Augusta University art professor Brian Rust has built a 50-foot-long sculpture made of granite stones inspired by the Petersburg boats
“I have run, biked and walked up and down this canal since 1991,” Rust said, standing by the Augusta Canal National Heritage Area’s Mill Village Trailhead near the Eve Street bridge. “I absolutely love this area, so when I heard there was going to be a proposal coming for public art along the canal, I was immediately interested.”
Last July, the Augusta Canal National Heritage Area announced it was seeking artists for a public art installation inspired by the setting and history of the Augusta Canal. The funding for the development of the artwork was a result of a 2018 grant from the Porter Fleming Foundation and the Augusta Canal National Heritage Area’s program funds from the National Park Service.
“The Augusta Canal Authority said it was basically looking for several things that were right up my alley,” said Rust, who is an artist known for his large-scale, site-specific sculptures throughout the country. “They wanted the public art to be community-based, permanent and interactive, if possible. They also said artists could use materials collected from the canal itself.”
Materials with history
When Rust learned he could use materials around the Augusta Canal, he immediately remembered seeing piles of old granite stones in several locations along the trails over the years.
“I had seen all of these big piles of stone around, but I didn’t know who owned them,” Rust said. “So I basically reached out to the canal authority ahead of time and I said, ‘I am going to make this proposal for the public art request, but I would like to use these stones. Is that OK?’ And they said, ‘Absolutely. We own those stones.’”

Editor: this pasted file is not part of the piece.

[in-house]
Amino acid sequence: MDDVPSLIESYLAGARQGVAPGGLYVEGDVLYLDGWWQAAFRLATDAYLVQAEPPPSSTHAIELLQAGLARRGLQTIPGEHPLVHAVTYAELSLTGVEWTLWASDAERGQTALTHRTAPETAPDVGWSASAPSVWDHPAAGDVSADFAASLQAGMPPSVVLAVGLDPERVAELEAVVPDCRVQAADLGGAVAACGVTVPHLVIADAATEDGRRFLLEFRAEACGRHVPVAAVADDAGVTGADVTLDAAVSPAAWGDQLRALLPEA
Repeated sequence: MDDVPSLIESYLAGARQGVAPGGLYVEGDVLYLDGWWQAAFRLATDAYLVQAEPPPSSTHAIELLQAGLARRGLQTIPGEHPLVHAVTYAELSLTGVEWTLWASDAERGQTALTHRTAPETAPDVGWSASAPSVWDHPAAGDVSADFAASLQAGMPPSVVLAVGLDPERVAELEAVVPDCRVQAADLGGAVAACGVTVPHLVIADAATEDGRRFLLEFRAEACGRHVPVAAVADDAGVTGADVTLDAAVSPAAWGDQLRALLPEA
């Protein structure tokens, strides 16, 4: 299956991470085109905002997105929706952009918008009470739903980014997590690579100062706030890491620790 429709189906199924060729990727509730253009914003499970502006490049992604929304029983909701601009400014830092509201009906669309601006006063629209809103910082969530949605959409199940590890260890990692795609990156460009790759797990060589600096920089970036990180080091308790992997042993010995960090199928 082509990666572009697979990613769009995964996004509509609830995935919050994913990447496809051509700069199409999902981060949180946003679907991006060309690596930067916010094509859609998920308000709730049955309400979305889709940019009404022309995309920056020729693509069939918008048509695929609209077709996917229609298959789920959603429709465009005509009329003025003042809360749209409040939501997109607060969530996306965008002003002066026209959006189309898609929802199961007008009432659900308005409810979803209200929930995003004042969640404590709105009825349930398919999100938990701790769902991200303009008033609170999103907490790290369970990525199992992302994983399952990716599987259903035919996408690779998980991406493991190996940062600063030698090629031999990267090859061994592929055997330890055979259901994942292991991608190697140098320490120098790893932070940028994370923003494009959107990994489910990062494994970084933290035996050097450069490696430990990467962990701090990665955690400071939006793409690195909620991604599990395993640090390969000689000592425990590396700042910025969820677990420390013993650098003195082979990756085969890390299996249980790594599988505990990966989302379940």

After learning that these granite curbstones once lined the streets of Augusta, Rust decided they would be the perfect material to use to develop a 50-foot-long rock sculpture on the banks of the Augusta Canal titled “Stone Boat.”
“I like working with materials that have a history to them,” Rust said. “And I like working with logs or stone or something that has some sort of other purpose, so this was perfect.”
Rust submitted a proposal of a stone sculpture that resembled the historic Petersburg boats that were once used as cargo vessels along the Augusta Canal to deliver cotton and farm goods. Two modern-day Petersburg boats are now used by the Augusta Canal National Heritage Area for guided tours along the canal.
After receiving more than two dozen submissions from local artists during the art call, the Augusta Canal Authority chose Rust’s boat concept.
“When we had the call for artists, we had almost 30-plus proposals,” said Rebecca Rogers, marketing director for the Augusta Canal National Heritage Area. “They were all great and it was really exciting to see that much interest. Then, we culled that down to six finalists.”
The six finalists then brought prototypes and sketches of their proposal to CanalFEST in November, so the public could comment on which proposed artwork they preferred, Rogers said.